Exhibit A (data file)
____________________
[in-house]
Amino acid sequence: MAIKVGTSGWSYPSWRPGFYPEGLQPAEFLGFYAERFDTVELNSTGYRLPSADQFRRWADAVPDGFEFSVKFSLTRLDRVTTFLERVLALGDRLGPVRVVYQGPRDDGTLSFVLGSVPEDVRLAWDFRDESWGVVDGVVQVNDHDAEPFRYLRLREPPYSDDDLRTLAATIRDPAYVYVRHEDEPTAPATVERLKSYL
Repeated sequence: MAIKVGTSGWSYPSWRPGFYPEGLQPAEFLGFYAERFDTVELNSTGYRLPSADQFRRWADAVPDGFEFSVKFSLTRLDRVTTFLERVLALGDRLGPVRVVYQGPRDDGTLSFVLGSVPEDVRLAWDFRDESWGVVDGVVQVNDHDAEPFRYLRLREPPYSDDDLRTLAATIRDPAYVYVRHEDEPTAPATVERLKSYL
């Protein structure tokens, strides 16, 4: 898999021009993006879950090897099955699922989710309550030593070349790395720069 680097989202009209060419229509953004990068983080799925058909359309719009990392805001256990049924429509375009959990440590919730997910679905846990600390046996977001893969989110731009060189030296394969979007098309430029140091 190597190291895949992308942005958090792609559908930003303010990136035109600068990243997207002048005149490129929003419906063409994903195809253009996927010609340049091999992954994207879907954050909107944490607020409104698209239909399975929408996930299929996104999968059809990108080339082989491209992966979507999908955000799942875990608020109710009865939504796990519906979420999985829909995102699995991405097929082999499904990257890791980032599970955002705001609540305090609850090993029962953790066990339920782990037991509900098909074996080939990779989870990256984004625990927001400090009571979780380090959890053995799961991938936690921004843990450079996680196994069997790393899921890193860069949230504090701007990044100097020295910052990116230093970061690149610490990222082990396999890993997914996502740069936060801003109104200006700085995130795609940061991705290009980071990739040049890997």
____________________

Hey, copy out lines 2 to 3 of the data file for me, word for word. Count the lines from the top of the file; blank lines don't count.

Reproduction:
Amino acid sequence: MAIKVGTSGWSYPSWRPGFYPEGLQPAEFLGFYAERFDTVELNSTGYRLPSADQFRRWADAVPDGFEFSVKFSLTRLDRVTTFLERVLALGDRLGPVRVVYQGPRDDGTLSFVLGSVPEDVRLAWDFRDESWGVVDGVVQVNDHDAEPFRYLRLREPPYSDDDLRTLAATIRDPAYVYVRHEDEPTAPATVERLKSYL
Repeated sequence: MAIKVGTSGWSYPSWRPGFYPEGLQPAEFLGFYAERFDTVELNSTGYRLPSADQFRRWADAVPDGFEFSVKFSLTRLDRVTTFLERVLALGDRLGPVRVVYQGPRDDGTLSFVLGSVPEDVRLAWDFRDESWGVVDGVVQVNDHDAEPFRYLRLREPPYSDDDLRTLAATIRDPAYVYVRHEDEPTAPATVERLKSYL